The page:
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Georgia Eye Center Discovers Insider Breach: 10,891 Patients Impacted

A former employee of the Thomasville Eye Center in Thomasville, GA has been discovered to have accessed the protected health information of patients without authorization. PHI was stolen from the eye center and used to open credit accounts in the names of the patients.

The eye center was alerted to the identity theft on August 8, 2016 and immediately launched an investigation to determine whether this was an isolated incident or if other patients had potentially been affected. The eye center discovered that the records of 10,891 patients had been accessed by the employee. The information contained in those records included names, addresses, birthdates, medical billing information, and Social Security numbers.

After confirming that PHI had been improperly accessed, the employee was terminated and law enforcement was notified. The eye center is continuing to work with law enforcement and is assisting in the criminal investigation of the employee’s activities. All affected patients have now been notified of the breach by mail and credit monitoring and identity theft protection services have been provided for a period of 12 months without charge.

If employees are provided with access to the protected health information of patients, there is a risk of PHI access rights being abused. While it is not possible to eradicate the risk of data theft by empoloyees, healthcare organizations can take a number of steps to reduce risk. These include:

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  • Conducting background checks prior to employment being offered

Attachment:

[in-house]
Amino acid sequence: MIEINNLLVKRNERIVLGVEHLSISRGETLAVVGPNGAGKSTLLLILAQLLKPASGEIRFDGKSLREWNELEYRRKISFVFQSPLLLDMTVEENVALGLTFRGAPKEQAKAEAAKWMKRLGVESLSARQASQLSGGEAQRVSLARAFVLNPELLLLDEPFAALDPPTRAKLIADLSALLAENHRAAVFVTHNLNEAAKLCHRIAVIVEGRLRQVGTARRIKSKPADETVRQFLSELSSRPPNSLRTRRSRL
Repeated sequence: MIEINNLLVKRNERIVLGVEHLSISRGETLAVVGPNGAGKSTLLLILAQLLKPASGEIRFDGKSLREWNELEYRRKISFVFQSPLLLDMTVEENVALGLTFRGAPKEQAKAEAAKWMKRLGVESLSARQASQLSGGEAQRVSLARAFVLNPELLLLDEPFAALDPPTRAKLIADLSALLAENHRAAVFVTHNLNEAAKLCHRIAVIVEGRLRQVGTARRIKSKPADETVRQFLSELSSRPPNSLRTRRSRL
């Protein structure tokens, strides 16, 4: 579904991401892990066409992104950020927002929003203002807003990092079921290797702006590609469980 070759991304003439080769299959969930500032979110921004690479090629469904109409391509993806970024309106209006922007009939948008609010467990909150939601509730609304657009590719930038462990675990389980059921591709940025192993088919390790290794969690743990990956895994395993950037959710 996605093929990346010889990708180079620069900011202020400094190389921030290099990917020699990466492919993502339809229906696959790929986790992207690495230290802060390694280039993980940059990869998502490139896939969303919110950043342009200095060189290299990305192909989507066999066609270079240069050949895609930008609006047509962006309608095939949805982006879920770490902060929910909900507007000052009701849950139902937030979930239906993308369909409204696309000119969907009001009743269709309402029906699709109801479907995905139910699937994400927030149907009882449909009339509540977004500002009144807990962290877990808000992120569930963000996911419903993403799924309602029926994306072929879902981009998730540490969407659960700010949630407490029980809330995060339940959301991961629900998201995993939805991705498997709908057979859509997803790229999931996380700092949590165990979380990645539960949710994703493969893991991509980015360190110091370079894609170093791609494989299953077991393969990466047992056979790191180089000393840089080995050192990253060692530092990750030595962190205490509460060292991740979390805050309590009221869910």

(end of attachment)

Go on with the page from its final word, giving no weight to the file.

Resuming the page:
• Ensuring training is provided on privacy and the penalties for improper PHI access are explained to staff
  • Restricting access to PHI to the minimum necessary information for work duties to be performed
  • Restricting access to PHI to an individual worker’s patient case load
  • Blocking the use of portable storage devices (USB ports)
  • Ensuring PHI access logs are recorded and are frequently reviewed to ensure improper PHI access is identified promptly if and when it does occur

Thomasville Eye Center has now implemented a number of changes to policies and procedures to reduce the risk of employee data theft. The number of employees permitted to process credit applications and access patients’ financial information has now been reduced and Care Credit Card applications can no longer be taken over the telephone. Credit applications are now being monitored and audited and the eye center’s computer system now masks Social Security numbers. All staff members have also been retrained on privacy and security.

Author: Steve Alder is the editor-in-chief of HIPAA Journal. Steve is responsible for editorial policy regarding the topics covered on HIPAA Journal. He is a specialist on healthcare industry legal and regulatory affairs, and has several years of experience writing about HIPAA and other related legal topics. Steve has developed a deep understanding of regulatory issues surrounding the use of information technology in the healthcare industry and has written hundreds of articles on HIPAA-related topics.